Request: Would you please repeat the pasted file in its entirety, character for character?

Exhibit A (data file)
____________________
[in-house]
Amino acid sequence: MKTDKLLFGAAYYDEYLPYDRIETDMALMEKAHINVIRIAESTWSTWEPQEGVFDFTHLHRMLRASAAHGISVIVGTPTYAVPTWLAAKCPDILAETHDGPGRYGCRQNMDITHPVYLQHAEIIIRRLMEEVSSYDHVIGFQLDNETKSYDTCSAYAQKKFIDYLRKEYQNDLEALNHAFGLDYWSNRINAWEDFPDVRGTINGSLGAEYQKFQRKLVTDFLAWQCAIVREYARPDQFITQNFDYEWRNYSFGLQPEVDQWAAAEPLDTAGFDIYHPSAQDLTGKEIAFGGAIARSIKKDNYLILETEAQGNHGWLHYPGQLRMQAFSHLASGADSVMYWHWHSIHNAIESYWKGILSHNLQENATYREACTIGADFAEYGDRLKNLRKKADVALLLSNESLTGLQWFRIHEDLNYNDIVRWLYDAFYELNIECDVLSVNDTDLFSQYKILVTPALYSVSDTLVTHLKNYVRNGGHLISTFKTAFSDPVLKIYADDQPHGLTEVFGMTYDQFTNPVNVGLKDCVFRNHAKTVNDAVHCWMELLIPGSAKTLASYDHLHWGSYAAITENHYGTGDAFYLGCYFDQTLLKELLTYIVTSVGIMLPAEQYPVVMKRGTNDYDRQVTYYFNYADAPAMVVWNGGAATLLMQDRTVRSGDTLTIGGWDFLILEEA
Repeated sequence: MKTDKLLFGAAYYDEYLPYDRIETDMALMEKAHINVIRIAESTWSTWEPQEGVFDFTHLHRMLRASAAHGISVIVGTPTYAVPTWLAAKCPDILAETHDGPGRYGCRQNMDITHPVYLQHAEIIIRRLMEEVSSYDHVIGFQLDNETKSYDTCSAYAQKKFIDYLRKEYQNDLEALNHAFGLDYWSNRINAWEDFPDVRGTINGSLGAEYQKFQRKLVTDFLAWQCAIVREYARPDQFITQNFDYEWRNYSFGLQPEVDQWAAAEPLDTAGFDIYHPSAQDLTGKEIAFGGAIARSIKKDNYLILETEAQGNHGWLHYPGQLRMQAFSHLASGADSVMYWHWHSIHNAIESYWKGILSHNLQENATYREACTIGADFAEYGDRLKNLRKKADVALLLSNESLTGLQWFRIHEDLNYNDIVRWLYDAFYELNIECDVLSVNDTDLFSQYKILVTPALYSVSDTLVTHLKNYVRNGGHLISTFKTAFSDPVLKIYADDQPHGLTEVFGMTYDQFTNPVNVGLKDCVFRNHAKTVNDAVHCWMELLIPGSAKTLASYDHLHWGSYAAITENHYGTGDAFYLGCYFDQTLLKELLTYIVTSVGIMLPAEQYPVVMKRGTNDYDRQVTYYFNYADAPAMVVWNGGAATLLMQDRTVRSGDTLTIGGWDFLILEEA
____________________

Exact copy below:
[in-house]
Amino acid sequence: MKTDKLLFGAAYYDEYLPYDRIETDMALMEKAHINVIRIAESTWSTWEPQEGVFDFTHLHRMLRASAAHGISVIVGTPTYAVPTWLAAKCPDILAETHDGPGRYGCRQNMDITHPVYLQHAEIIIRRLMEEVSSYDHVIGFQLDNETKSYDTCSAYAQKKFIDYLRKEYQNDLEALNHAFGLDYWSNRINAWEDFPDVRGTINGSLGAEYQKFQRKLVTDFLAWQCAIVREYARPDQFITQNFDYEWRNYSFGLQPEVDQWAAAEPLDTAGFDIYHPSAQDLTGKEIAFGGAIARSIKKDNYLILETEAQGNHGWLHYPGQLRMQAFSHLASGADSVMYWHWHSIHNAIESYWKGILSHNLQENATYREACTIGADFAEYGDRLKNLRKKADVALLLSNESLTGLQWFRIHEDLNYNDIVRWLYDAFYELNIECDVLSVNDTDLFSQYKILVTPALYSVSDTLVTHLKNYVRNGGHLISTFKTAFSDPVLKIYADDQPHGLTEVFGMTYDQFTNPVNVGLKDCVFRNHAKTVNDAVHCWMELLIPGSAKTLASYDHLHWGSYAAITENHYGTGDAFYLGCYFDQTLLKELLTYIVTSVGIMLPAEQYPVVMKRGTNDYDRQVTYYFNYADAPAMVVWNGGAATLLMQDRTVRSGDTLTIGGWDFLILEEA
Repeated sequence: MKTDKLLFGAAYYDEYLPYDRIETDMALMEKAHINVIRIAESTWSTWEPQEGVFDFTHLHRMLRASAAHGISVIVGTPTYAVPTWLAAKCPDILAETHDGPGRYGCRQNMDITHPVYLQHAEIIIRRLMEEVSSYDHVIGFQLDNETKSYDTCSAYAQKKFIDYLRKEYQNDLEALNHAFGLDYWSNRINAWEDFPDVRGTINGSLGAEYQKFQRKLVTDFLAWQCAIVREYARPDQFITQNFDYEWRNYSFGLQPEVDQWAAAEPLDTAGFDIYHPSAQDLTGKEIAFGGAIARSIKKDNYLILETEAQGNHGWLHYPGQLRMQAFSHLASGADSVMYWHWHSIHNAIESYWKGILSHNLQENATYREACTIGADFAEYGDRLKNLRKKADVALLLSNESLTGLQWFRIHEDLNYNDIVRWLYDAFYELNIECDVLSVNDTDLFSQYKILVTPALYSVSDTLVTHLKNYVRNGGHLISTFKTAFSDPVLKIYADDQPHGLTEVFGMTYDQFTNPVNVGLKDCVFRNHAKTVNDAVHCWMELLIPGSAKTLASYDHLHWGSYAAITENHYGTGDAFYLGCYFDQTLLKELLTYIVTSVGIMLPAEQYPVVMKRGTNDYDRQVTYYFNYADAPAMVVWNGGAATLLMQDRTVRSGDTLTIGGWDFLILEEA